New per diem rates for business travel reimbursement
by AccountingWEB on
If your company pays employees to travel, you need to know your options when it comes to reimbursing them for travel expenses.
Under the regular (federal) per diem plan, employees need to provide you with substantiation of the time, place, and business reason for the travel. This method is considered an accountable plan so the reimbursement is not subject to payroll or income tax.
For your company to deduct the travel expenses, the reimbursement cannot exceed the government established maximums (per diem).
The per diem rate includes two parts:
- Lodging expense, not including any lodging tax that may be charged.
- Meals and incidental expense (M&IE), which covers such items as tips and gratuities for bellhops, porters, stewards, and other service providers, laundry and pressing expenses, the cost of mailing items such as travel vouchers, and transportation to and from meals if adequate meals are not provided at the worksite.
New federal per diem rates become effective each year on October 1, and can be viewed on the General Services Administration Web site. By logging onto the GSA Web site, you can find the specific per diems allowable for most destinations. For example, a business trip to Los Angeles includes a maximum per diem of $123 for lodging and $71 for meals and incidentals. Some locations might be listed by county instead of city.
The standard per diem rate for continental United States (CONUS) locations not specifically listed in the GSA tables is $116 ($70 for lodging and $46 for M&IE), according to the IRS.
You can also choose to use the simpler high-low reimbursement method, which establishes maximum travel pay for high-cost areas within the CONUS. These tables are available in IRS publication 1542, Tables 1 and 2.
- Table 1 lists high-cost areas for October 1, 2009 through September 30, 2010 ($258, of which $65 is for M&IE). Areas not listed are eligible for a per diem of $163 ($52 for M&IE).
- Table 2 lists rates for high-cost areas beginning October 1, 2010, through September 30, 2011, with a high-cost per diem of $233 ($65 of which is M&IE), and areas not listed as high cost, at a per diem of $160 ($52 of which is M&IE).
The transition period covers October through December. During that time, if you are using the high-low per diem method of reimbursement, you can choose to use the new rates, which take effect on October 1, or continue with the prior rates. You cannot, however, switch methods during that time.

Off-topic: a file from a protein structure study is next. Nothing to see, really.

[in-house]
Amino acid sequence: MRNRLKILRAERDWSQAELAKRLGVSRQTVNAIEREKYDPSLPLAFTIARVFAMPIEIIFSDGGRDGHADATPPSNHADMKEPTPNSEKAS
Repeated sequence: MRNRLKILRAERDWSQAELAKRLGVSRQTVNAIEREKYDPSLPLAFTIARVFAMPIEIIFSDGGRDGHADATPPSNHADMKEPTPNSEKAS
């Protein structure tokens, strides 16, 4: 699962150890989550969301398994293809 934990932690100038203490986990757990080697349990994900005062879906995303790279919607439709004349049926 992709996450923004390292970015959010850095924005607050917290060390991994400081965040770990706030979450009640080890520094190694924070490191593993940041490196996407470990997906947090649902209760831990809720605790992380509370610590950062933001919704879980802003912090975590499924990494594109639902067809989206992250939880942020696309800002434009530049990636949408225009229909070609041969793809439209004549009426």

For example, if you were using the high-low per diem method in September, you must continue to use it for the rest of the calendar year. And, you must use the same rates for all employees uniformly for the rest of the calendar year. If you use the prior rates for one employee, you must use the prior rates for all.
The same applies to employers who use the regular (federal) per diemmethod. You may continue to use the prior rates or change to the new rates when they become effective on October 1. Choices of which rates and which methods to use apply for all employees, for the entire calendar year.
You may like these other stories...
Legislation coming out of Washington just might reduce homeowners' burden for disaster insurance. It's a topic very much on everyone's minds since the mudslide in Oso, Washington. The loss of human life was...
Divorce is hard, and the IRS isn't going to make it any easier. The IRS generally says "no" to tax deductions that might ease the pain of divorce. In certain circumstances, however, you might be able to salvage...
IRS chief: New rule on the way for tax-exempt groupsIRS Commissioner John Koskinen told the USA Today on Monday that the agency will likely rewrite a proposed rule regulating the political activities of nonprofit groups to...
Upcoming CPE Webinars
Is everyone at your organization meeting your client service expectations? Let client service expert, Kristen Rampe, CPA help you establish a reputation of top-tier service in every facet of your firm during this one hour webinar.
In this session Excel expert David Ringstrom, CPA introduces you to a powerful but underutilized macro feature in Excel.
This material focuses on the principles of accounting for non-profit organizations' revenues. It will include discussions of revenue recognition for cash and non-cash contributions as well as other revenues commonly received by non-profit organizations.
During the second session of a four-part series on Individual Leadership, the focus will be on time management- a critical success factor for effective leadership. Each person has 24 hours of time to spend each day; the key is making wise investments and knowing what investments yield the greatest return.